Table 3.
Summary of reviewed articles.
Author/Year Location Purpose of the Study Methodology / Design Participants / Sample Size Findings Selected Recommendations
Ackerman-Barger, K., & Hummel, F. (2015) USA To illuminate the education experiences of nurses of color. Used critical race theory (CRT) and CRTE framework Narratives were gathered through individual interviews. 7 nurses of color Experiences of Exclusion; Survived Social Prejudice; Required to Defend Self; identified as Different; Confronted by Racism; Proceeded with Caution; Made to feel guilty; Made to feel like the Outsider; Discouraged from pursuing a Nursing Career; Referred to Academic Resources; Validated for Who One Is; Encouraged to Succeed; Knowledge about and appreciation for the education experiences of students of color are essential to create inclusive teaching and learning environments.
Allen, L. A. (2018). USA To explore the experiences of internationally educated nurses in management positions in United States health care organizations. qualitative, phenomenological study, 7 internationally educated nurses Supervisors contributed to the participants’ acceptance of management positions. The participants experienced challenges such as job Organizational leaders need to address diversity and cultural marginalization, which were challenges foreign educated nurses. Require all employees to complete cultural and diversity training designed to increase cultural competence and increase inclusiveness. Facilitate professional development opportunities.
- - - - - responsibilities, cultural differences, language and communication, Work relationships and support, opportunities for education and professional growth. -
Ezeonwu, M. (2019). USA Documents the perspectives of African-born nurses on their baccalaureate nursing education experiences in the United States. descriptive study used qualitative 25 African-born nurses Themes were disused under four major headings. RN-to-BSN Education Challenges: Individual; Institutional Challenges: RN-to-BSN Success Factors: Individual: RN-to-BSN Success Factors: Institutional; Practical Program Design. RN-to-BSN Success Factors: Institutional Practical Program Design. Helpful Campus Resources. Nursing program administrators must promote welcoming learning environments that challenge faculty and staff to not judge ethnic minority students’ abilities based on their language skills. Encourage Nursing faculty and staff actively participate in at least quarterly implicit bias workshops.
Iheduru-Anderson, K. C., & Wahi, M. M. (2018). USA To characterize the facilitators and barriers to transition of Nigerian international educated nurses to the United States health care setting. Descriptive phenomenology approach, 6 Nigerian nurses The three major themes identified from the participants’ stories were “fear/anger and disappointment” (FAD), “road/journey to success/ overcoming challenges” (RJO), and “moving forward” (MF). Examine organizational facilitators and barriers to IEN adaptation to US healthcare settings. Increasing facilitators, such as improving job orientation and ongoing mentoring, and decreasing barriers, such as taking actions to reduce racism and inequity, which would likely result in improved outcome with a more efficient adaptation of IENs to their new environment.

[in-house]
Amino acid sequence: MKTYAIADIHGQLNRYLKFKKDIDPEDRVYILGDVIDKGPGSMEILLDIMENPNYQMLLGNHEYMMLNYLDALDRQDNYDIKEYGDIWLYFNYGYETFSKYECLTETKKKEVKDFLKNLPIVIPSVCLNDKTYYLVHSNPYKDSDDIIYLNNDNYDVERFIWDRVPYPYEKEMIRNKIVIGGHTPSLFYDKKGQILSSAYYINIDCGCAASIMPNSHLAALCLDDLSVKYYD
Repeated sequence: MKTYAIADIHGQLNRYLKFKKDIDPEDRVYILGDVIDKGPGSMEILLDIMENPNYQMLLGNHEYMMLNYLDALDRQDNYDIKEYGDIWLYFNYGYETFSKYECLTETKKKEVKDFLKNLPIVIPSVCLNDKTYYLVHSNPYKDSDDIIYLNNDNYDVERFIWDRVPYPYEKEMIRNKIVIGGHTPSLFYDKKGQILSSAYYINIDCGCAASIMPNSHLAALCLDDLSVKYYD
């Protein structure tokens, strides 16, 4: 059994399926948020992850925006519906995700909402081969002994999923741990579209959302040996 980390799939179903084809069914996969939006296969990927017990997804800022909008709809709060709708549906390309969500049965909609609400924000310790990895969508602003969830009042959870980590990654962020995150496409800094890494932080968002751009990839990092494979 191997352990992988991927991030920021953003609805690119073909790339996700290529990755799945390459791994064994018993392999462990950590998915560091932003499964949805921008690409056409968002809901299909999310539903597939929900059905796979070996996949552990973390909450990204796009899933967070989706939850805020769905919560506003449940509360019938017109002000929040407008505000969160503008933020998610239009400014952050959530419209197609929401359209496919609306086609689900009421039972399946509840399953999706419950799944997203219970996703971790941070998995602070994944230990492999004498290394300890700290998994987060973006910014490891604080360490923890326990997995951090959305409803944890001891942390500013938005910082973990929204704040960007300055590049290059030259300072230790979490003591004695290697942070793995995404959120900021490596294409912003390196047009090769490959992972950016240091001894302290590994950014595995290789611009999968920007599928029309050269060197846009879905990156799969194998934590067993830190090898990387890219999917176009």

Jose MM. (2011). USA To understand the lived experiences of IENs in the USA to create evidence-based interventions for fostering their adaptation to living and working in the USA. Phenomenological study 20 internationally educated nurses: 8 from the Philippines, 7 from India and 5 from Nigeria The themes follow a trajectory of experiences, which the study group described as: (1) dreams of a better life, (2) a difficult journey, (3) a shocking reality, (4) rising above the challenges, (5) feeling and doing better, and (6) ready to help others. Employer should identify the learning needs and provide appropriate orientation content suitable to the needs of the new IEN. Employer should invite IENs input when developing programs aimed at facilitating adaptation and support IEN to improve success and retention in the US workplace.
Junious, D.L., Malecha, A., Tart, K., & Young, A. (2010). USA To describe the essence of stress and perceived faculty support as identified by foreign-born students enrolled in a generic baccalaureate degree nursing program. Mixed method study using an interpretive phenomenological and supplementary quantitative triangulation. 10 students enrolled in a generic baccalaureate degree nursing program. Including students from Nigeria. Desire to be valued and accepted by the nursing faculty, their classmates, and the educational institution leading to patterns of stress, strain, financial issues, having no life, and lack of accommodation as an international student. Cultural ignorance: Language issues, stereotyping and discrimination, cultural incompetence. There a great need for updated research on nursing student stress but how faculty can affect stress experiences of student nurses.